Police

Phoenix Cops to Get Pay Raises in Proposed New Contract

The union for Phoenix police officers refused to publicly release its proposal for a new contract with the city.
The union for Phoenix police officers refused to publicly release its proposal for a new contract with the city. Matt Hennie
The city of Phoenix and its police union came to a tentative agreement on a new contract that — if it receives City Council approval — will mean big raises for city cops.

Negotiations have been in progress since December, but details of a new agreement were made public for the first time on April 13. Both the union that represents Phoenix police officers, the Phoenix Law Enforcement Association, and city staff have agreed on the terms of the proposal but it needs final approval from the City Council on May 3.

A public comment session on the new agreement was held on Wednesday, though it's uncommon for revisions to be made to any contract after both the union and city staff have come to an agreement

Once approved, Phoenix officers will see their base wage increase by 2.16 percent when the contract takes effect in July. They will also get a one-time payout equal to 5 percent of their annual salary. Furthermore, officers will receive additional pay for night shifts and days when they are scheduled to be on call.

The city said that overall, the raises represent a 4.5 percent increase in employee compensation over the term of the contract.

Other unions whose contracts will be renewed this year — the Laborers' International Union of North America; two different unions represented by the American Federation of State, County and Municipal Employees; and the International Association of Firefighters — will receive the same percentage increase.
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Some city employees — including police officers and firefighters — will receive a pay hike under proposed new contracts.
City of Phoenix

Doubling Down on Cop Salaries

This is the second time within the last year that Phoenix police officers would receive major pay raises. In June 2022, the city approved $20 million in wages for Phoenix officers, which increased salaries by at least $16,000 annually and, in some cases, by far more.

Unlike in prior years, which often saw two- or three-year contracts, this new contract lasts for one year. Dan Wilson, the city's communications director, said that "a one-year agreement provides more flexibility for the city and was deemed to be the best length during this negotiations cycle."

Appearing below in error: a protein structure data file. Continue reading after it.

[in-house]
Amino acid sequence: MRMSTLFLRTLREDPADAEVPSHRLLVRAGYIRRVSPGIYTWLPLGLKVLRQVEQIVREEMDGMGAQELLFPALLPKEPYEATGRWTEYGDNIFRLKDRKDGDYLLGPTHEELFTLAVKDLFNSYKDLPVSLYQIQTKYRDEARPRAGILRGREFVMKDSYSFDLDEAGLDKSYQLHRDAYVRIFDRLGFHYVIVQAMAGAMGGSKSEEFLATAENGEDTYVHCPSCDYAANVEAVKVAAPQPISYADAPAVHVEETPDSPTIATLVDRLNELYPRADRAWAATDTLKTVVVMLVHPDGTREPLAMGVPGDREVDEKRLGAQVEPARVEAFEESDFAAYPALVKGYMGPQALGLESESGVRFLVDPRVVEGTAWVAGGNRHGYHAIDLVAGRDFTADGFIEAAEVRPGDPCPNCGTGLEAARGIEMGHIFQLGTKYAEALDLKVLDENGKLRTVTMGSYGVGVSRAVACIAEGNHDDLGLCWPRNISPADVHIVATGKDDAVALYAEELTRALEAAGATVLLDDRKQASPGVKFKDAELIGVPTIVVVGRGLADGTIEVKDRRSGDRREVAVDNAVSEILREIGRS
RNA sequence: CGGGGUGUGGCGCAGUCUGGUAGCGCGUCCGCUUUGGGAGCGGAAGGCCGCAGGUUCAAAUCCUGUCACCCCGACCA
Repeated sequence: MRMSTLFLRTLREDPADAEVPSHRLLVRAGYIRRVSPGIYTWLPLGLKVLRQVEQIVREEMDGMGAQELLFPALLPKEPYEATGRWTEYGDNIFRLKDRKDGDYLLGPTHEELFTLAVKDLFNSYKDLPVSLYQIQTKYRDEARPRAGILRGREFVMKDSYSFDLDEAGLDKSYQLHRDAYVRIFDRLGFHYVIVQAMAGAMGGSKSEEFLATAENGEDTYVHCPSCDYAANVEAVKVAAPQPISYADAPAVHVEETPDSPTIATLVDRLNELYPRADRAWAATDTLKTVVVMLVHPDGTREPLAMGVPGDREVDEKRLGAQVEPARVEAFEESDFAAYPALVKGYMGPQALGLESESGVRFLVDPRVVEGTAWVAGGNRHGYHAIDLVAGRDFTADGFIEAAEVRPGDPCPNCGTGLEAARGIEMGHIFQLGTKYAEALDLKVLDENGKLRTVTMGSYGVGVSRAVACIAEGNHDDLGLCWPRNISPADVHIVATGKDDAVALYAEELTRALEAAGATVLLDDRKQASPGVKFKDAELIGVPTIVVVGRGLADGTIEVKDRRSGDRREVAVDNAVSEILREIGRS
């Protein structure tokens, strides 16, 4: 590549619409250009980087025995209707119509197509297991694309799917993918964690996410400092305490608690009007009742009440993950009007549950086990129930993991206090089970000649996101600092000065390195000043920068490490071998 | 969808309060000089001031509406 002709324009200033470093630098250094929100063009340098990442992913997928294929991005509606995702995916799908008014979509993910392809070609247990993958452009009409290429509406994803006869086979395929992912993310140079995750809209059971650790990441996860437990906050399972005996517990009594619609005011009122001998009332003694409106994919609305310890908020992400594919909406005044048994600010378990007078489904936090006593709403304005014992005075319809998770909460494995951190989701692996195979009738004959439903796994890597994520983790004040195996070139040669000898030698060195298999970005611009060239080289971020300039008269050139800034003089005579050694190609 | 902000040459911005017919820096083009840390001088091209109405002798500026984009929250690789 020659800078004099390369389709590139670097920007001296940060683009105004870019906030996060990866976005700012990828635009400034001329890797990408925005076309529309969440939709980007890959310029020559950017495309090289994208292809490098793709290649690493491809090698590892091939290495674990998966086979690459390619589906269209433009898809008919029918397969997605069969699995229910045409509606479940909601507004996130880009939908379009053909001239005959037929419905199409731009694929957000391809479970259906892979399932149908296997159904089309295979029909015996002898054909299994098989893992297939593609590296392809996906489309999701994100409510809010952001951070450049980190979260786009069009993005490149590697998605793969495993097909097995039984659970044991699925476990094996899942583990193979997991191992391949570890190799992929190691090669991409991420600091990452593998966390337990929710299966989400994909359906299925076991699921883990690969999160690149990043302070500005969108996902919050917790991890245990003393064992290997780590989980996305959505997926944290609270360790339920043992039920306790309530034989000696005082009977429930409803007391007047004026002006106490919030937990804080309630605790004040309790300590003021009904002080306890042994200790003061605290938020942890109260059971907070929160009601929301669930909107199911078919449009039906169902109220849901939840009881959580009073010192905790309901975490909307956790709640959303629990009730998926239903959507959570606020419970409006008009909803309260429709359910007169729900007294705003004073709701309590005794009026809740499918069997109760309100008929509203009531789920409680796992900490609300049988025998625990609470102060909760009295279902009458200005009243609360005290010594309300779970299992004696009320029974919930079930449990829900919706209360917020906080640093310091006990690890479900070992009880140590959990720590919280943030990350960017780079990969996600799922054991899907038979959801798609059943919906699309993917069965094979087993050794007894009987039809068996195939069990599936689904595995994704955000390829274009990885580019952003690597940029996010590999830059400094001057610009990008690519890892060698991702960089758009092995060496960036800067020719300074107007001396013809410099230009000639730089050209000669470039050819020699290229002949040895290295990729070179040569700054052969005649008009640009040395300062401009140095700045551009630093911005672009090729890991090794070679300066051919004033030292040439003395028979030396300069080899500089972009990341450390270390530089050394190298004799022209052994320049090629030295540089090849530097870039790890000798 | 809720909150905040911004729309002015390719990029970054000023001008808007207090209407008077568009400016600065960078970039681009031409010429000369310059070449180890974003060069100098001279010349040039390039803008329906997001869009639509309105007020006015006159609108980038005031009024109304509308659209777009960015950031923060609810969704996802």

Some other changes were also included in the contract, though there were no major policy revisions. This is a departure from 2021, when the contract included significant changes to discipline and accountability.

The only significant change to disciplinary policy in the 2023 contract is stronger language about the information the city must provide to officers who are facing a misconduct investigation. The prior contract stated that upon request, the city was required to disclose complaints and other materials in a misconduct investigation to the officer being investigated. Now, the union contract states that the city must proactively inform officers in writing of this information.

However, state law already requires that agencies provide these materials to officers under investigation as part of Arizona's "Officer's Bill of Rights."

Trista Guzman Glover, a spokesperson for the police union, declined to comment on the draft contract, saying that the union will release a statement after the May 3 vote.
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Viri Hernandez, executive director of Poder in Action, speaks at a press conference on March 1.
Katya Schwenk

Secret Negotiation Process Sparks Protest

City code requires that the police union publicly release a draft version of proposals as they are created. This year, unlike prior years, the union followed suit with the other four unions and simply informed the city it was preparing to begin negotiations.

This meant that the public was not allowed to comment on the police union's proposals nor review any version of the contract until both sides had come to an agreement. When the Goldwater Institute, a conservative think tank, requested records of the draft contract, the city refused to release them.

Both the Goldwater Institute and local advocacy group Poder in Action sued the city over the secret negotiations. Although the Goldwater suit is still ongoing, a judge dismissed Poder in Action's suit on April 4 after agreeing that PLEA violated city code but saying it was too late to intervene in the negotiations.
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Katya Schwenk is a staff writer for Phoenix New Times. Originally from Burlington, Vermont, she now covers issues ranging from policing to far-right politics here in Phoenix. She has worked as a breaking news correspondent in Rabat, Morocco, for Morocco World News, a government technology reporter for Scoop News Group in Washington, D.C., and a local reporter in Vermont for VTDigger. Her freelance work has been published in Business Insider, the Intercept, and the American Prospect, among other places.
Contact: Katya Schwenk

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